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Saturday May 28th

Burr to lead Senate investigations into Russian election interference

<p>Wake Forest University hosts a reception and banquet to honor recipients of the Distinguished Alumni Award, including winner Sen. Richard Burr ('78) at Winmock on Friday, April 19, 2013. &nbsp;</p>
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Wake Forest University hosts a reception and banquet to honor recipients of the Distinguished Alumni Award, including winner Sen. Richard Burr ('78) at Winmock on Friday, April 19, 2013.  

As the U.S. Senate begins investigations into Russian interference in the 2016 election, one North Carolina Republican will be at the center of the probe.

Senator Richard Burr, R-NC, who serves as the chairperson of the Senate Select Committee on Intelligence, will lead the investigation — which analysts have compared to the Watergate hearings in scope and consequence.

Burr, a member of Congress for more than 20 years, worked on President Donald Trump’s national security advisory council during his campaign.

Burr was initially reluctant to investigate ties between Trump’s campaign and Russian officials, and said on Jan. 12 that it was not his role to investigate. But after having worked with committee Vice-Chairperson and Senator Mark Warner, D-Va., Burr has expressed his commitment to a non-partisan investigation.

“I've got a job in the United States Senate. And I take that job extremely seriously,” Burr said in a press conference last Wednesday. “It overrides any personal beliefs that I have or loyalties that I might have.”

Warner said at the press conference he believes Burr will be non-partisan.

“I have confidence in Richard Burr that we, together with the members of our committee, are going to get to the bottom of this,” Warner said. “And if you get nothing else from today, take that statement to the bank.”

But Gary Pearce, a North Carolina political analyst and former Democratic consultant, said Burr needs to preserve his credibility.

Burr’s impartial judgement is necessary because of House Intelligence Committee Chairman Representative Devin Nunes, R-Calif., said Pearce. Nunes has been heavily criticized for compromising his integrity by visiting the White House during the House investigation.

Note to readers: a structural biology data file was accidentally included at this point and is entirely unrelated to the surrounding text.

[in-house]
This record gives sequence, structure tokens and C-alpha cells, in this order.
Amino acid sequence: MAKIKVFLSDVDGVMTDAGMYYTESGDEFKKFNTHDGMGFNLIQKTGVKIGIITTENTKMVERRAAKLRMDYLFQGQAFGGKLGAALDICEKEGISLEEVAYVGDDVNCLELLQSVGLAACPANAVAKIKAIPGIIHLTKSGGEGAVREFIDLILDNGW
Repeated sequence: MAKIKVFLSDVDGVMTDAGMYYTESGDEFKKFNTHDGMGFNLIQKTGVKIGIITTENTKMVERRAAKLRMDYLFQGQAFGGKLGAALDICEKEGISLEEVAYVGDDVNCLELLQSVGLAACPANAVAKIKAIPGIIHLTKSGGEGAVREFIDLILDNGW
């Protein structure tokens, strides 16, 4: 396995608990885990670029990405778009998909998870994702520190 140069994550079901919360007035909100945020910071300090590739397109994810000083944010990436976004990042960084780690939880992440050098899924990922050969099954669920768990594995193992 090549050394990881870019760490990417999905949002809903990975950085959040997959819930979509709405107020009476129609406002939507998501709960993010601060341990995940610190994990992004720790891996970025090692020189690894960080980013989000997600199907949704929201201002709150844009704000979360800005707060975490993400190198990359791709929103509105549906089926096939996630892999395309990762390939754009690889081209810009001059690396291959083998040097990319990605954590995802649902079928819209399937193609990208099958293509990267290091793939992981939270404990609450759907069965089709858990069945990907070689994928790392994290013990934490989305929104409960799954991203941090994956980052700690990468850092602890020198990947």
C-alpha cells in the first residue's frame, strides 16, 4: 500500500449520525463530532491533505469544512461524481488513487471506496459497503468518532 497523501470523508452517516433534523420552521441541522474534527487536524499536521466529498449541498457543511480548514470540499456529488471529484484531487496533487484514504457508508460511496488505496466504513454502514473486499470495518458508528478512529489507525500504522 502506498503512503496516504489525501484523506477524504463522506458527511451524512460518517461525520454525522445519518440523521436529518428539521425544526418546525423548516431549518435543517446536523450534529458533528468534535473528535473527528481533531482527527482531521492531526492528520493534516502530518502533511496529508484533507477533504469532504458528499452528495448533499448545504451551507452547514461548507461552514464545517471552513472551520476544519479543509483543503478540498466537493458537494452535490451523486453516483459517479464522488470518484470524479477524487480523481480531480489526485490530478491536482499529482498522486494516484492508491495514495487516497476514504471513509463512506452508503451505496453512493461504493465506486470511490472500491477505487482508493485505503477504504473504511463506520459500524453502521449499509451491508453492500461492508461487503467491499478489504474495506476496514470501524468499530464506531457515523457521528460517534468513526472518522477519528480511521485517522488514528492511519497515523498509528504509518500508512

“The House Chairman is clearly a lapdog and that investigation has no credibility whatsoever,” Pearce said. “Burr said the right things, but let’s see what he does.”

Pearce said Burr typically toes the party line in Washington, and said he hasn’t made a significant impact as a member of the House or Senate.

“He’s never been one to stand up and make a lot of noise either way,” he said. “A lot of people I know who work with him say he’s very hard-working, diligent and personable. But he’s never played the game at this level.”

The controversy surrounding Russia’s ties to the election is very comparable to Watergate, Pearce said.

“When you’re looking at a situation where another country clearly interfered in our elections, and that country is led by a dictator who squelches all dissent in his own country and wants to undermine and weaken the United States… you don’t get any higher stakes than that,” he said.

David Gray, a lecturer in the Peace, War and Defense department at UNC said Russian election tampering overshadows Watergate.

“(Richard Nixon) broke into an office and stole some files. That’s pretty sophomorish,” he said. “This is much more serious.”

Gray, who has experience working with both the Senate and House Intelligence Committees, said investigators are doing the right things.

“They're going to have tremendous pressure from the White House to not dig too deep, but I think there is tremendous pressure to get a good sound report and a good sound assessment of what’s going on,” he said. “… They’re not going to let this thing go.”

Burr is facing pressure from both sides, Pearce said. Warner and the Democrats on the Senate Intelligence Committee are on one side — pushing hard for a thorough public investigation. And the White House is on the other.

“They sure look like people who’ve got something to hide,” Pearce said.

Pearce said that Burr has done the right things so far.

“It’s easy to look good on television before you get into it, but then you have to dig in and make some tough calls,” Pearce said. “A lot of people look good in warm-ups — but how are they in crunch time?”

state@dailytarheel.com

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